Imagine the setting…. six friends hanging out in Lake Tahoe for 5 days, hiking, touring, sightseeing, listening to music, barhopping, cooking, cleaning, eating and laughing until tears are shed by everyone. On this 4th of July, I give thanks for living in this great country and I celebrate one of the most beautiful scenes of my life – friendship. Five of us here became the best of friends during COVID, as our little quarantined small group for two plus years. Together we stressed about our businesses, our employees and our friends who lost their battle with the deadly virus. We did what people used to do – we spent time at each other’s dining room table. We cooked together, cleaned together, celebrated, prayed, cried, cheered and commiserated. Three of us even started a business together.
Now here we are, three years into this beautiful friendship, vacationing together. Here I sit with business partners, friends, my lover and people whom I love deeply. Most people wouldn’t understand our dynamic, but together we fiercely fight, competitively play, and shut out the world together. I think I know most of their most embarrassing moments, and they for sure know mine. We are the first to congratulate each other on our accomplishments, the first to capture your hilarious (wish-you-could-forget) moment on the phone for internal circulation and the ones we call when our hearts are broken, whether professionally or personally.
Today, we are doing something else we do really well together. We sit in the same area, not really talking to each other, while we work on our laptops, check our social media feeds and softly touch the one we love that sits next to us. Today is the day we recover from the previous two LONG days of running, hiking, sight-seeing, joke telling, bar hopping and laughing until we cried. Truly – every single one of us has cried from laughing so hard.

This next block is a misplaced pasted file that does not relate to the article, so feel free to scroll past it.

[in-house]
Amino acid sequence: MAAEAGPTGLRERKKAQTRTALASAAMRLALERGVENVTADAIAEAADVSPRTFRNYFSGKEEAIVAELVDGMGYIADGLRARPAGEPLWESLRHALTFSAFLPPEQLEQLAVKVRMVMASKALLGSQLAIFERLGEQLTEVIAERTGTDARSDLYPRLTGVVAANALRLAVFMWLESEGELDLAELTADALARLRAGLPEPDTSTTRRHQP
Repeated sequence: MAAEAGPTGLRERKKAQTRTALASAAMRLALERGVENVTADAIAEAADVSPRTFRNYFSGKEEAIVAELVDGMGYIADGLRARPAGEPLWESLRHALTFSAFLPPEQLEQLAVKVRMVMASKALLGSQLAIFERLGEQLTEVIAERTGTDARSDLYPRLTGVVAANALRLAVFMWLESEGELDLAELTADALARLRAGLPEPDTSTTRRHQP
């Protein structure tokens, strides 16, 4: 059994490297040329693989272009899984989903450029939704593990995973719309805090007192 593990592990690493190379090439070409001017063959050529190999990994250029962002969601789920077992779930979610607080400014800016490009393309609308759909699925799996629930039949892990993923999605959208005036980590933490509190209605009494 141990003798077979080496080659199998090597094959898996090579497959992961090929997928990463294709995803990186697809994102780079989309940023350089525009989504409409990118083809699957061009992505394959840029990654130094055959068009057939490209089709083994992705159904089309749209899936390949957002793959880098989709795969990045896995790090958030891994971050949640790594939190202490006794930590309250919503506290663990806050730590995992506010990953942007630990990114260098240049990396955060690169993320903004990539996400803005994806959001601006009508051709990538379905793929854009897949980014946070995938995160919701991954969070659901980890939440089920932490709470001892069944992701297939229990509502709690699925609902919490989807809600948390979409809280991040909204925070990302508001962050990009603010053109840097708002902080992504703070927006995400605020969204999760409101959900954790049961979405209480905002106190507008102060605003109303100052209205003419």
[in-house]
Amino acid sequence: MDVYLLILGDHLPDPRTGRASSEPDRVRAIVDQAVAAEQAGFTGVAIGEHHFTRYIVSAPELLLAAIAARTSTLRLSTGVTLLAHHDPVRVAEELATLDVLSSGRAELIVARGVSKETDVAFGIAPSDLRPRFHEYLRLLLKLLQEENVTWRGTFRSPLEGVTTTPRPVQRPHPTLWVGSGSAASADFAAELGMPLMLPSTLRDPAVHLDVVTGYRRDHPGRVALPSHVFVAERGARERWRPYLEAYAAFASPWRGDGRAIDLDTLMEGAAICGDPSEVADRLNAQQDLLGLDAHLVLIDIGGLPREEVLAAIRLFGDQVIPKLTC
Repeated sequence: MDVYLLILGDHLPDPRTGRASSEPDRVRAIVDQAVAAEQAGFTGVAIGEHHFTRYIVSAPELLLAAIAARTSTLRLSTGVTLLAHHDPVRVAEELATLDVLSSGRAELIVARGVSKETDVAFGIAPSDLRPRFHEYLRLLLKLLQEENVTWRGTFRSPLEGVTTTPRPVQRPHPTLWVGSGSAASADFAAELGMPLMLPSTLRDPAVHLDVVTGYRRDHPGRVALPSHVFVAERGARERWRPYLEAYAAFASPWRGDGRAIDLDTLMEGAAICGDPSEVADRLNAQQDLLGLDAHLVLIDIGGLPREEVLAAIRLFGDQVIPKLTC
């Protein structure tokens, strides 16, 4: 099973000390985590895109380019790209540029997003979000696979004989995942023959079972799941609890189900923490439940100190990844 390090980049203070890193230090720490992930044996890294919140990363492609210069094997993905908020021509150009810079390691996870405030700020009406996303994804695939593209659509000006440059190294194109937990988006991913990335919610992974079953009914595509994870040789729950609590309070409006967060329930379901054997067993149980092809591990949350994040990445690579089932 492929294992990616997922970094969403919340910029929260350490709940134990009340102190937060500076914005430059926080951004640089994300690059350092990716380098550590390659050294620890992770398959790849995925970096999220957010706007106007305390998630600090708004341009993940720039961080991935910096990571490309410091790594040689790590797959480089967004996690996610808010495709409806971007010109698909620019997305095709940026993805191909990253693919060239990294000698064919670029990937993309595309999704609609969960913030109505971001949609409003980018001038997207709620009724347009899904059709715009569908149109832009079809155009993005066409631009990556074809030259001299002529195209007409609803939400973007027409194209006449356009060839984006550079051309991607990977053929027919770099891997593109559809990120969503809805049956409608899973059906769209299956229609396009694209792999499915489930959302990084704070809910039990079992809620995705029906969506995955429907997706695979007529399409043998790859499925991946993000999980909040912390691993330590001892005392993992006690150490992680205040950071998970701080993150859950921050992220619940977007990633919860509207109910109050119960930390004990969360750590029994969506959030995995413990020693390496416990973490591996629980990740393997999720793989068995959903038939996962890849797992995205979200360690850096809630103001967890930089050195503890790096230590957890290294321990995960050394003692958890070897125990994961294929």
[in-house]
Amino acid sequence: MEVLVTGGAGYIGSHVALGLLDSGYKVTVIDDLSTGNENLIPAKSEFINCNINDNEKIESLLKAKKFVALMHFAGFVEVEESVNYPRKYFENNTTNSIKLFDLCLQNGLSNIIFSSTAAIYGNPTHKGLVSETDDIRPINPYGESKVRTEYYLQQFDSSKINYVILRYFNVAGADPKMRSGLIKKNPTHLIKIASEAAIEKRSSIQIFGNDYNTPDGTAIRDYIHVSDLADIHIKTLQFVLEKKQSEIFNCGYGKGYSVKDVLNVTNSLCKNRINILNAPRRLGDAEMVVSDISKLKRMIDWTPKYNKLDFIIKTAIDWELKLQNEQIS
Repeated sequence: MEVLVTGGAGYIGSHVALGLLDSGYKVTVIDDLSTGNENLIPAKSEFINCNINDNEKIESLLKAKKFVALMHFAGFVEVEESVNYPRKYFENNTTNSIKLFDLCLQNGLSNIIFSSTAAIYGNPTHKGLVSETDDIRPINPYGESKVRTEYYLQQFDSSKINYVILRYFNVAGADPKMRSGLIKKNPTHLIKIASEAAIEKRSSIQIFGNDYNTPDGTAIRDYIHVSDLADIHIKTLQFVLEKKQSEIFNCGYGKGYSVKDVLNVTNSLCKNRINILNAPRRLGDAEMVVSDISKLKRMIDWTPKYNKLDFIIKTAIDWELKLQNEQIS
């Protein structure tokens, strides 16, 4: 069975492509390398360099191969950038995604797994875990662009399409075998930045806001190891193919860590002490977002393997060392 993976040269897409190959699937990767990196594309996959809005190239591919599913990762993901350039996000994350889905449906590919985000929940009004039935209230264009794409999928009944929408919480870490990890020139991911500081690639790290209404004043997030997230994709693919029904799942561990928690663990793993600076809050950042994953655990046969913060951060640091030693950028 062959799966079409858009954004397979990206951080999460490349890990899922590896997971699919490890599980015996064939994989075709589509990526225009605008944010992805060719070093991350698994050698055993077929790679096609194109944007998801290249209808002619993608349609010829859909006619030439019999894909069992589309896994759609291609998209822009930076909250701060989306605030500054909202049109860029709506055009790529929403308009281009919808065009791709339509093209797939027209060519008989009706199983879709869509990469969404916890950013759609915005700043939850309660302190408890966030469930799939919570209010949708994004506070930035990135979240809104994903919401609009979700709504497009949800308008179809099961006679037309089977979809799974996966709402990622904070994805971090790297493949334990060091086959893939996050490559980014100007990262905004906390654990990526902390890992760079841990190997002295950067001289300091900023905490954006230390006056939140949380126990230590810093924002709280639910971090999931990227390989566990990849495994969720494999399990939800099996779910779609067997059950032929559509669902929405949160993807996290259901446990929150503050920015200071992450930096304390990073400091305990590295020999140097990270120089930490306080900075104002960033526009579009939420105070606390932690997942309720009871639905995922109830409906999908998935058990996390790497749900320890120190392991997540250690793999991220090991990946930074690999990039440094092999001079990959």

As I watch a video this morning that shared the mission and work of an organization called Community Renewal, I think about what the Executive Director shared when he spoke of terrible effects of isolation and loneliness on our world and community. This video triggered the memory of the young lady I met last night in one of our stops in Truckee, California.
This young lady we met last night shared with me that her boyfriend left her, while she was grieving the loss of their baby who lived only one day. Three days in the hospital and she came home to an empty nest. This broken- hearted young lady, that I will call Mo, left the big city and ended up here in this small California town in pursuit of a career in the kitchen as a chef. But when I met her last night it was clear she was lonely. She was afraid of the future. She feared that she was too scarred to ever be loved again. Mo entrusted me with her vulnerability and this morning my heart hurts for her. My heart hurts the most because I know what she is missing. She is missing this thing I have right here on this patio of a VRBO home in Tahoe, the friends who push me to be better, encourage me in my weakness and call me on my bs because they know better.
I gave Mo my business card last night with my usual encouragement that she is good enough and her story is still yet to be written. As I saw the first tear drop down her cheek, she closed the door of story-telling and immediately retracted to the guarded, strong persona she had portrayed leading into the initial encounter. Today I reach out to all the Mo’s of the world — you are good enough. You deserve great friends that walk into your house and help themself in the refrigerator. If you don’t have some friends like mine, start nurturing some today. Go ahead and accept the invite to hang out on someone’s patio, let someone see you vulnerable and accept their encouragement when you don’t even believe what they are saying yet.
Today’s wisdom: Raise your glass if you have friends like mine, and if you don’t raise your standards.